Summer stars of jazz and indie
Forgo outdoor fests, and beat the heat with music in the Village
BY SAM SPOKONY | With the thermometer hitting the triple digits for days on end, I don’t blame you for wanting to stay inside — and while New York hosts some of the nation’s best outdoor music festivals every summer, we shouldn’t neglect the equally exciting shows taking place inside the wealth of excellent East and West Village venues. So feel free to get some sun — but don’t feel compelled to run all the way out to the beaches or parks when it comes to taking in tunes of all shapes, sizes and subgenres.
With that in mind, I’ve looked deeply into my crystal ball of coming events in the worlds of jazz and indie/rock music, and have come up with several tips to increase your live listening pleasure over the next month. Aside from including both fast-rising young artists and revered elder statesmen, these listings also feature some of the best values in town —no higher than $35 for jazz and $20 for indie, with a couple of freebies thrown into the mix — because some of us can’t drop $200 on tickets for Justin Bieber at MSG…and why should we, when there’s more affordable and eclectic fare to be had?
While Brooklyn-based pianist John Lander isn’t quite old enough to order a beer, his melodic control and keen sense of harmonic layering belie his age. The SUNY Purchase conservatory student has the rare ability to approach both decades-old standards and contemporary tunes with the same level of energy and fresh invention. Check him out at Caffe Vivaldi (32 Jones St., btw. Bleecker & W. Fourth Sts.) on July 24 at 8:30pm, and you’ll see what I mean. Whether it’s with Duke Ellington’s classic “C Jam Blues” played in two keys at once, or a surprisingly deep Deadmau5 cover, this kid’s going to show you that jazz hasn’t stopped evolving. And to top it off, there’s no cover charge. For more info, visit caffevivaldi.com.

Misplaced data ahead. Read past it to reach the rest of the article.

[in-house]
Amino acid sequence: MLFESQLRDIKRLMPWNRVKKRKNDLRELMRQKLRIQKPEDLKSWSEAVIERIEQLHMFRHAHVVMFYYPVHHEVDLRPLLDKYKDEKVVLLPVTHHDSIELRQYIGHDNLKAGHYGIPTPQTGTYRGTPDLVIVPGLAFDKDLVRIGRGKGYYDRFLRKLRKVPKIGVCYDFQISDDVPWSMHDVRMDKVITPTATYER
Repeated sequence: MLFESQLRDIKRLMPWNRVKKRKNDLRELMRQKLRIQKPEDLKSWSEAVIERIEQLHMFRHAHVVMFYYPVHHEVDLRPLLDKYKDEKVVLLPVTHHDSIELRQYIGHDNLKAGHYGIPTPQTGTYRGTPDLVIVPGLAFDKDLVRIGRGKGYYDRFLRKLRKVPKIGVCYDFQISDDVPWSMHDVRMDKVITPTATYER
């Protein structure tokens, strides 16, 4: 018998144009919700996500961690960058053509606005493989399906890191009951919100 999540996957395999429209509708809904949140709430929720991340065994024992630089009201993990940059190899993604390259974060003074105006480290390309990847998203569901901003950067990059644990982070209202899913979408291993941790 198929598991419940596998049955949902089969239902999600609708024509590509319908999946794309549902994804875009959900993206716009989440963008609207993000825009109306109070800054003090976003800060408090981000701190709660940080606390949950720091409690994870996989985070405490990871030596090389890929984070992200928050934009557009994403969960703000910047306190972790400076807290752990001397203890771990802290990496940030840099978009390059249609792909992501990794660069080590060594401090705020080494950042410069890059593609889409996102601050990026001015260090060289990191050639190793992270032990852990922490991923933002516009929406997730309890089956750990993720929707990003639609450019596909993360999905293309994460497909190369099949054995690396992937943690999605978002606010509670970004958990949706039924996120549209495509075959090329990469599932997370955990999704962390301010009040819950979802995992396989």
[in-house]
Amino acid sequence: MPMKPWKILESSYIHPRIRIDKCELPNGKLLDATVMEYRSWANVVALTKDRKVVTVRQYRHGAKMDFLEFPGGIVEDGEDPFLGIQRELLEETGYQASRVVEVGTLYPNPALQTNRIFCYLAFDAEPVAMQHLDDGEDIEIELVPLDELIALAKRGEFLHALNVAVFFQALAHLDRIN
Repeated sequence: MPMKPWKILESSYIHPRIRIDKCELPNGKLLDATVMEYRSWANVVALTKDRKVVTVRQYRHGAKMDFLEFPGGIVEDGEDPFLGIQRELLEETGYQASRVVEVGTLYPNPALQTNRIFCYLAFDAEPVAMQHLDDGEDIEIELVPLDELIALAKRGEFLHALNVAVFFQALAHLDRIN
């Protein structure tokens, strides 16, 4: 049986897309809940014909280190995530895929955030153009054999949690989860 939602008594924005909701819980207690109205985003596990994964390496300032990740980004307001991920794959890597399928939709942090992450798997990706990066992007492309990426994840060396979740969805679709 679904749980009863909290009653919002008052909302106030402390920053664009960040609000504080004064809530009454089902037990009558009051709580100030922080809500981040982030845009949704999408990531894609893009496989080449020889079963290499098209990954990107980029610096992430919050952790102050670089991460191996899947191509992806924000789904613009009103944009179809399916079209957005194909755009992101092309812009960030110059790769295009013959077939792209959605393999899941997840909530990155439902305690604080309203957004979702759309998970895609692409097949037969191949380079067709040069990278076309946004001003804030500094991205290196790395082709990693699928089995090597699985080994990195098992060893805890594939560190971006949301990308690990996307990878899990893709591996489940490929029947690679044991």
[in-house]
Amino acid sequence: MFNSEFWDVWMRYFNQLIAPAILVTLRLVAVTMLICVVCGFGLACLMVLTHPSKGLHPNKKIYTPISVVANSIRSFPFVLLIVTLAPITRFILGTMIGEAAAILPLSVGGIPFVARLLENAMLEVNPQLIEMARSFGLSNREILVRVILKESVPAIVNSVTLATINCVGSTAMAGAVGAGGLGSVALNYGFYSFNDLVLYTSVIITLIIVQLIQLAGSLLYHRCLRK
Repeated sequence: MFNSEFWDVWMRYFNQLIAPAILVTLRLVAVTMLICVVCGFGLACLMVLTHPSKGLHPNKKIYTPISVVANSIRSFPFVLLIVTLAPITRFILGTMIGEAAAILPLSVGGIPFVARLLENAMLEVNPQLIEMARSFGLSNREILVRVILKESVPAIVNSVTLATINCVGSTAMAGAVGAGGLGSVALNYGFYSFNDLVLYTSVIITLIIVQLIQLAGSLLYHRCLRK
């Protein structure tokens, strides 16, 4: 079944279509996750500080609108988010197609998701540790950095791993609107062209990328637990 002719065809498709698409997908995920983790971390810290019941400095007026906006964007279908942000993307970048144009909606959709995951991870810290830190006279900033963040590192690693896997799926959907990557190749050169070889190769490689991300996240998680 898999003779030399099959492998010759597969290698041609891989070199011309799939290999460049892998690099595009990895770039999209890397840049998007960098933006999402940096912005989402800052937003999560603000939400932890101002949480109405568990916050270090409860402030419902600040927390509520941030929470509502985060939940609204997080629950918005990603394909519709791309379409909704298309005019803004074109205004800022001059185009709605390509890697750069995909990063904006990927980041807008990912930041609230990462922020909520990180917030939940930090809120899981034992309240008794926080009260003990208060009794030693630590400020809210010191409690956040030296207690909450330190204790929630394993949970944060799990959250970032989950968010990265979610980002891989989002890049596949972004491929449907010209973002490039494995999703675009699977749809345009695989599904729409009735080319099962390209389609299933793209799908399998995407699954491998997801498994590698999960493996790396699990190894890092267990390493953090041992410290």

Speaking of evolution, I won’t be the first one to tell you that there are a number of jazz instrumentalists who haven’t become household names, even though they’ve played a vital role in pushing the music forward. Tenor saxophonist and flautist Lew Tabackin, who turned 72 this year, falls squarely into that category — so if you haven’t heard him blow yet, get off your couch and get schooled! Aside from spending three decades as the head soloist in a cutting-edge big band led by his wife (pianist and composer Toshiko Akiyoshi), Tabackin has recorded with icons like Clark Terry, Hank Jones and Charlie Haden. Now you can see him at Smalls Jazz Club (183 W. 10th St., btw. W. Fourth St. & Seventh Ave.) on July 27 and 28 at 10pm, for a $20 cover. For the back-to-back shows, Tabackin will be leading a trio featuring bassist Boris Kozlov — who also does a hell of a job leading the Charles Mingus Big Band — and drummer Shinnosuke Takahashi. Tickets can’t be reserved, so you’ll have to pay your cover at the door. For more information, visit smallsjazzclub.com.